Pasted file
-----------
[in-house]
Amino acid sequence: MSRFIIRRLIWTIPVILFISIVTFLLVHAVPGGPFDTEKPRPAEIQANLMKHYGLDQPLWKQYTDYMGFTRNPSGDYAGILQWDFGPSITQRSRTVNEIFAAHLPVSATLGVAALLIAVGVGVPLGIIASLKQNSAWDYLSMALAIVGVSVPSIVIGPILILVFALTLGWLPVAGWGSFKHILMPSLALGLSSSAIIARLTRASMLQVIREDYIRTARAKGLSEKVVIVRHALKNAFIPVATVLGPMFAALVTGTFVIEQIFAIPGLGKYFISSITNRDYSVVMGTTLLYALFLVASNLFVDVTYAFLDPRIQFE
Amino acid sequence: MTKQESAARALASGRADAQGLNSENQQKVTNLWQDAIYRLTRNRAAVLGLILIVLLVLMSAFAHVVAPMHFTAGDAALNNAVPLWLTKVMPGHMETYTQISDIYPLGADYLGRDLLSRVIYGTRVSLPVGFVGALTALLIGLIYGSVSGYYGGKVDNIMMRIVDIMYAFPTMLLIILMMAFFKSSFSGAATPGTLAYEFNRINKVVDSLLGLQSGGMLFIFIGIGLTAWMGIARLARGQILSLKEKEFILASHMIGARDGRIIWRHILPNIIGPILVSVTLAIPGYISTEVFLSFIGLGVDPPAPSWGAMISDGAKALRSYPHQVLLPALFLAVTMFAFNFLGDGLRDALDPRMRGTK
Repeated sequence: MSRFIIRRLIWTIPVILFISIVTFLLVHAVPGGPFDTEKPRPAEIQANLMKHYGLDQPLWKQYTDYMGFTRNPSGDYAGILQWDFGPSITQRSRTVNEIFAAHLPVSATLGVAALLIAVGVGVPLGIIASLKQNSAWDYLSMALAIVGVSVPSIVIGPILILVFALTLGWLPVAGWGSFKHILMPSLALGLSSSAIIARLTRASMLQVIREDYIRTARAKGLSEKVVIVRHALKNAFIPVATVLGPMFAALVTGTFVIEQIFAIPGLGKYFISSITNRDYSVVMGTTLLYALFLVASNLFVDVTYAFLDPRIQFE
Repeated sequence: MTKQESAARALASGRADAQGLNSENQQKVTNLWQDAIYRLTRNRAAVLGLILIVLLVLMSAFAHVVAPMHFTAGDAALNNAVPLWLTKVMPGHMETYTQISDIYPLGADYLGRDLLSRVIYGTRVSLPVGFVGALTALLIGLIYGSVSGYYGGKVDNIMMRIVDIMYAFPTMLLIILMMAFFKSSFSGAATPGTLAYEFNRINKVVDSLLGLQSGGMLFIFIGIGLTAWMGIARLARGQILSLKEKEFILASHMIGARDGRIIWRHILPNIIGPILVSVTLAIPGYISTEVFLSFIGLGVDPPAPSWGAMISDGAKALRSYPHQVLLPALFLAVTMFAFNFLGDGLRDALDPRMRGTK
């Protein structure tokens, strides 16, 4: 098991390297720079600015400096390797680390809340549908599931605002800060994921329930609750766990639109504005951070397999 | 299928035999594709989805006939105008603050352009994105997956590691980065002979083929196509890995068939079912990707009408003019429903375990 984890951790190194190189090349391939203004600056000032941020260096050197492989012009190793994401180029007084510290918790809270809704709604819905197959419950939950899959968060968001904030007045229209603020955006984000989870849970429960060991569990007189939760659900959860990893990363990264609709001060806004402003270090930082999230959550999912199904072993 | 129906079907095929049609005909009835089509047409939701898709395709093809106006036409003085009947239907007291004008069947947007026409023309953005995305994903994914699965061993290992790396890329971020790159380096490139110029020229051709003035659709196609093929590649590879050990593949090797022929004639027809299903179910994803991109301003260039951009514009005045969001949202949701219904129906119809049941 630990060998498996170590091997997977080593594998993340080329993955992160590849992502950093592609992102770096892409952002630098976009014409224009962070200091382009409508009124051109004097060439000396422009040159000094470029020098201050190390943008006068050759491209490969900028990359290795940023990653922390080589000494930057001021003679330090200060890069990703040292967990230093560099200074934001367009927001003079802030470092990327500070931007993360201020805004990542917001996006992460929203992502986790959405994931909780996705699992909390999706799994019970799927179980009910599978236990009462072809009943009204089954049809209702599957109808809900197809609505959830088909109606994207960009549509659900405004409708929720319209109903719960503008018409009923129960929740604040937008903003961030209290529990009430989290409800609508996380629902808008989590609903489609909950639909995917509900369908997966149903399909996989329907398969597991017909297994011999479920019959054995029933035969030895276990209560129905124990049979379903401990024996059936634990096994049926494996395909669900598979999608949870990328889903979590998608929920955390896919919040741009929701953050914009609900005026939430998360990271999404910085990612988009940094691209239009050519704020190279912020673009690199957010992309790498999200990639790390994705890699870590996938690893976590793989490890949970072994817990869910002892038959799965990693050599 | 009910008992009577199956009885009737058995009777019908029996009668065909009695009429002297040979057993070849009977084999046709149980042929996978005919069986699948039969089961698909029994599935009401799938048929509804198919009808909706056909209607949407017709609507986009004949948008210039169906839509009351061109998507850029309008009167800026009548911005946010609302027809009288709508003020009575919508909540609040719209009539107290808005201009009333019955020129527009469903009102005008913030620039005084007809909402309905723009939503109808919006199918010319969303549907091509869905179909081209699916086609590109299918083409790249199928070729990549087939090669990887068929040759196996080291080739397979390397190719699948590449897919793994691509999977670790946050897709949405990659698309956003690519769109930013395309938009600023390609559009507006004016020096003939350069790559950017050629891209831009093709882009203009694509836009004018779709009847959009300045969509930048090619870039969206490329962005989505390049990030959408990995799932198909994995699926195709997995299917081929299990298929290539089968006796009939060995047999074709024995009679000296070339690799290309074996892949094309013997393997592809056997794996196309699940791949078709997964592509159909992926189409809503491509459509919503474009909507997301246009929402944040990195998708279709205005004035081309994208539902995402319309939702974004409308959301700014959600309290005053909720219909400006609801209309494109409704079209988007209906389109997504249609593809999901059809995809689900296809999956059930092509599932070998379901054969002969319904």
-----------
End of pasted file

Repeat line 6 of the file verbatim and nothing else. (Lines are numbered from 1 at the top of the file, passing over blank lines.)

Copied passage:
């Protein structure tokens, strides 16, 4: 098991390297720079600015400096390797680390809340549908599931605002800060994921329930609750766990639109504005951070397999 | 299928035999594709989805006939105008603050352009994105997956590691980065002979083929196509890995068939079912990707009408003019429903375990 984890951790190194190189090349391939203004600056000032941020260096050197492989012009190793994401180029007084510290918790809270809704709604819905197959419950939950899959968060968001904030007045229209603020955006984000989870849970429960060991569990007189939760659900959860990893990363990264609709001060806004402003270090930082999230959550999912199904072993 | 129906079907095929049609005909009835089509047409939701898709395709093809106006036409003085009947239907007291004008069947947007026409023309953005995305994903994914699965061993290992790396890329971020790159380096490139110029020229051709003035659709196609093929590649590879050990593949090797022929004639027809299903179910994803991109301003260039951009514009005045969001949202949701219904129906119809049941 630990060998498996170590091997997977080593594998993340080329993955992160590849992502950093592609992102770096892409952002630098976009014409224009962070200091382009409508009124051109004097060439000396422009040159000094470029020098201050190390943008006068050759491209490969900028990359290795940023990653922390080589000494930057001021003679330090200060890069990703040292967990230093560099200074934001367009927001003079802030470092990327500070931007993360201020805004990542917001996006992460929203992502986790959405994931909780996705699992909390999706799994019970799927179980009910599978236990009462072809009943009204089954049809209702599957109808809900197809609505959830088909109606994207960009549509659900405004409708929720319209109903719960503008018409009923129960929740604040937008903003961030209290529990009430989290409800609508996380629902808008989590609903489609909950639909995917509900369908997966149903399909996989329907398969597991017909297994011999479920019959054995029933035969030895276990209560129905124990049979379903401990024996059936634990096994049926494996395909669900598979999608949870990328889903979590998608929920955390896919919040741009929701953050914009609900005026939430998360990271999404910085990612988009940094691209239009050519704020190279912020673009690199957010992309790498999200990639790390994705890699870590996938690893976590793989490890949970072994817990869910002892038959799965990693050599 | 009910008992009577199956009885009737058995009777019908029996009668065909009695009429002297040979057993070849009977084999046709149980042929996978005919069986699948039969089961698909029994599935009401799938048929509804198919009808909706056909209607949407017709609507986009004949948008210039169906839509009351061109998507850029309008009167800026009548911005946010609302027809009288709508003020009575919508909540609040719209009539107290808005201009009333019955020129527009469903009102005008913030620039005084007809909402309905723009939503109808919006199918010319969303549907091509869905179909081209699916086609590109299918083409790249199928070729990549087939090669990887068929040759196996080291080739397979390397190719699948590449897919793994691509999977670790946050897709949405990659698309956003690519769109930013395309938009600023390609559009507006004016020096003939350069790559950017050629891209831009093709882009203009694509836009004018779709009847959009300045969509930048090619870039969206490329962005989505390049990030959408990995799932198909994995699926195709997995299917081929299990298929290539089968006796009939060995047999074709024995009679000296070339690799290309074996892949094309013997393997592809056997794996196309699940791949078709997964592509159909992926189409809503491509459509919503474009909507997301246009929402944040990195998708279709205005004035081309994208539902995402319309939702974004409308959301700014959600309290005053909720219909400006609801209309494109409704079209988007209906389109997504249609593809999901059809995809689900296809999956059930092509599932070998379901054969002969319904």